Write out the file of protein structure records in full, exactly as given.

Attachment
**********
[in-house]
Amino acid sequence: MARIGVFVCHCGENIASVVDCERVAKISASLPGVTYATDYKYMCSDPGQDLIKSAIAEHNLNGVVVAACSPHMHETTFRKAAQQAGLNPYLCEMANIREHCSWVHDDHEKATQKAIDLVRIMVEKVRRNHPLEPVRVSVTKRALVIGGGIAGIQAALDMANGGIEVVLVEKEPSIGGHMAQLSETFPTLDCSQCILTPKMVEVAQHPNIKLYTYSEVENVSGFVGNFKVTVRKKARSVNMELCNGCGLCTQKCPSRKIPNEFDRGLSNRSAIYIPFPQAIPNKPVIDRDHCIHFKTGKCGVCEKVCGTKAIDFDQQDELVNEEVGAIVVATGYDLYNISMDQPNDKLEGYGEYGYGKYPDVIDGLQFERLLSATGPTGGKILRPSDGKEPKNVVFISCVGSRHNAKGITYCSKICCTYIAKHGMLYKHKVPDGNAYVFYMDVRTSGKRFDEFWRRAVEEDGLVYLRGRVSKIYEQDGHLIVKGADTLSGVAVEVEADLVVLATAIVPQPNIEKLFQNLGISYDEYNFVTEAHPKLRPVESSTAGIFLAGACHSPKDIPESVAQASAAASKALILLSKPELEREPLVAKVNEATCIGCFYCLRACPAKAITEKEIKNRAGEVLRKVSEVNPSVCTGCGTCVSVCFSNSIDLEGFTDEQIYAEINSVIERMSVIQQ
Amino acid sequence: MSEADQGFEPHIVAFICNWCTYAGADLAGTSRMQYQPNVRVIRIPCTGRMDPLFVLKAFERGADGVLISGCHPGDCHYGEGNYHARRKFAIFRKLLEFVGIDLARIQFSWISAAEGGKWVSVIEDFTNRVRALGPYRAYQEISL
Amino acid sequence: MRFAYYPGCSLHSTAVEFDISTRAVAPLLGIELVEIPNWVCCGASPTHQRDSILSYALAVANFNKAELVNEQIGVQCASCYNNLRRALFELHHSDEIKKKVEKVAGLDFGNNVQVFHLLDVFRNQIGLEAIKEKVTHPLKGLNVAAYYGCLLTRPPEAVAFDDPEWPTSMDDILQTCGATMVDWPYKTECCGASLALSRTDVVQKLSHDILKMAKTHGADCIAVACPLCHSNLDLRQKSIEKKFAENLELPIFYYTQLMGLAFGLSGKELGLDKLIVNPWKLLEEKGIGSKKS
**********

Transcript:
[in-house]
Amino acid sequence: MARIGVFVCHCGENIASVVDCERVAKISASLPGVTYATDYKYMCSDPGQDLIKSAIAEHNLNGVVVAACSPHMHETTFRKAAQQAGLNPYLCEMANIREHCSWVHDDHEKATQKAIDLVRIMVEKVRRNHPLEPVRVSVTKRALVIGGGIAGIQAALDMANGGIEVVLVEKEPSIGGHMAQLSETFPTLDCSQCILTPKMVEVAQHPNIKLYTYSEVENVSGFVGNFKVTVRKKARSVNMELCNGCGLCTQKCPSRKIPNEFDRGLSNRSAIYIPFPQAIPNKPVIDRDHCIHFKTGKCGVCEKVCGTKAIDFDQQDELVNEEVGAIVVATGYDLYNISMDQPNDKLEGYGEYGYGKYPDVIDGLQFERLLSATGPTGGKILRPSDGKEPKNVVFISCVGSRHNAKGITYCSKICCTYIAKHGMLYKHKVPDGNAYVFYMDVRTSGKRFDEFWRRAVEEDGLVYLRGRVSKIYEQDGHLIVKGADTLSGVAVEVEADLVVLATAIVPQPNIEKLFQNLGISYDEYNFVTEAHPKLRPVESSTAGIFLAGACHSPKDIPESVAQASAAASKALILLSKPELEREPLVAKVNEATCIGCFYCLRACPAKAITEKEIKNRAGEVLRKVSEVNPSVCTGCGTCVSVCFSNSIDLEGFTDEQIYAEINSVIERMSVIQQ
Amino acid sequence: MSEADQGFEPHIVAFICNWCTYAGADLAGTSRMQYQPNVRVIRIPCTGRMDPLFVLKAFERGADGVLISGCHPGDCHYGEGNYHARRKFAIFRKLLEFVGIDLARIQFSWISAAEGGKWVSVIEDFTNRVRALGPYRAYQEISL
Amino acid sequence: MRFAYYPGCSLHSTAVEFDISTRAVAPLLGIELVEIPNWVCCGASPTHQRDSILSYALAVANFNKAELVNEQIGVQCASCYNNLRRALFELHHSDEIKKKVEKVAGLDFGNNVQVFHLLDVFRNQIGLEAIKEKVTHPLKGLNVAAYYGCLLTRPPEAVAFDDPEWPTSMDDILQTCGATMVDWPYKTECCGASLALSRTDVVQKLSHDILKMAKTHGADCIAVACPLCHSNLDLRQKSIEKKFAENLELPIFYYTQLMGLAFGLSGKELGLDKLIVNPWKLLEEKGIGSKKS